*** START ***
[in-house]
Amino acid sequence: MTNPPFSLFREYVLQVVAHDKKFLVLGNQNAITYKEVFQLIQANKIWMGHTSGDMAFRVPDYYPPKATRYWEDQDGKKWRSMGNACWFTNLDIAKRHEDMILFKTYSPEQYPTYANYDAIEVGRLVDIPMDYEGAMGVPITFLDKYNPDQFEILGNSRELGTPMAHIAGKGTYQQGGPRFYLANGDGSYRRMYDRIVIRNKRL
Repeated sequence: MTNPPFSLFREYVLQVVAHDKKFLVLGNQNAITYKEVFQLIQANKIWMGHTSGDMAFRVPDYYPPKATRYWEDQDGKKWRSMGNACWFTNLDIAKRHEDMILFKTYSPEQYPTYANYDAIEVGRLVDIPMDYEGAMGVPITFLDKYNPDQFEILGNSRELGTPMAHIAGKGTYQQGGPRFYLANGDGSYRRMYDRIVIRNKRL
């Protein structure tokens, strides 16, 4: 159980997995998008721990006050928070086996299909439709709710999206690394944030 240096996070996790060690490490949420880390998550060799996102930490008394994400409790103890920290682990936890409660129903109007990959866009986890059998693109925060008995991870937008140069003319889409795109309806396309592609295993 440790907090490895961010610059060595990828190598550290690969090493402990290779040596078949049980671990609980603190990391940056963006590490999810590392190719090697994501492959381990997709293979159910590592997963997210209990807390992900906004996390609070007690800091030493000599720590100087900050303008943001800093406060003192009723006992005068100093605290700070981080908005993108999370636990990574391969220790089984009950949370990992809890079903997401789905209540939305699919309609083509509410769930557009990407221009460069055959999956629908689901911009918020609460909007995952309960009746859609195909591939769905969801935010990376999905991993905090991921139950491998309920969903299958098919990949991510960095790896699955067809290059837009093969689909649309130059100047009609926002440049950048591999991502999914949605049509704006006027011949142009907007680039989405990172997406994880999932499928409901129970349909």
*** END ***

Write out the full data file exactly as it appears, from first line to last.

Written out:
[in-house]
Amino acid sequence: MTNPPFSLFREYVLQVVAHDKKFLVLGNQNAITYKEVFQLIQANKIWMGHTSGDMAFRVPDYYPPKATRYWEDQDGKKWRSMGNACWFTNLDIAKRHEDMILFKTYSPEQYPTYANYDAIEVGRLVDIPMDYEGAMGVPITFLDKYNPDQFEILGNSRELGTPMAHIAGKGTYQQGGPRFYLANGDGSYRRMYDRIVIRNKRL
Repeated sequence: MTNPPFSLFREYVLQVVAHDKKFLVLGNQNAITYKEVFQLIQANKIWMGHTSGDMAFRVPDYYPPKATRYWEDQDGKKWRSMGNACWFTNLDIAKRHEDMILFKTYSPEQYPTYANYDAIEVGRLVDIPMDYEGAMGVPITFLDKYNPDQFEILGNSRELGTPMAHIAGKGTYQQGGPRFYLANGDGSYRRMYDRIVIRNKRL
């Protein structure tokens, strides 16, 4: 159980997995998008721990006050928070086996299909439709709710999206690394944030 240096996070996790060690490490949420880390998550060799996102930490008394994400409790103890920290682990936890409660129903109007990959866009986890059998693109925060008995991870937008140069003319889409795109309806396309592609295993 440790907090490895961010610059060595990828190598550290690969090493402990290779040596078949049980671990609980603190990391940056963006590490999810590392190719090697994501492959381990997709293979159910590592997963997210209990807390992900906004996390609070007690800091030493000599720590100087900050303008943001800093406060003192009723006992005068100093605290700070981080908005993108999370636990990574391969220790089984009950949370990992809890079903997401789905209540939305699919309609083509509410769930557009990407221009460069055959999956629908689901911009918020609460909007995952309960009746859609195909591939769905969801935010990376999905991993905090991921139950491998309920969903299958098919990949991510960095790896699955067809290059837009093969689909649309130059100047009609926002440049950048591999991502999914949605049509704006006027011949142009907007680039989405990172997406994880999932499928409901129970349909």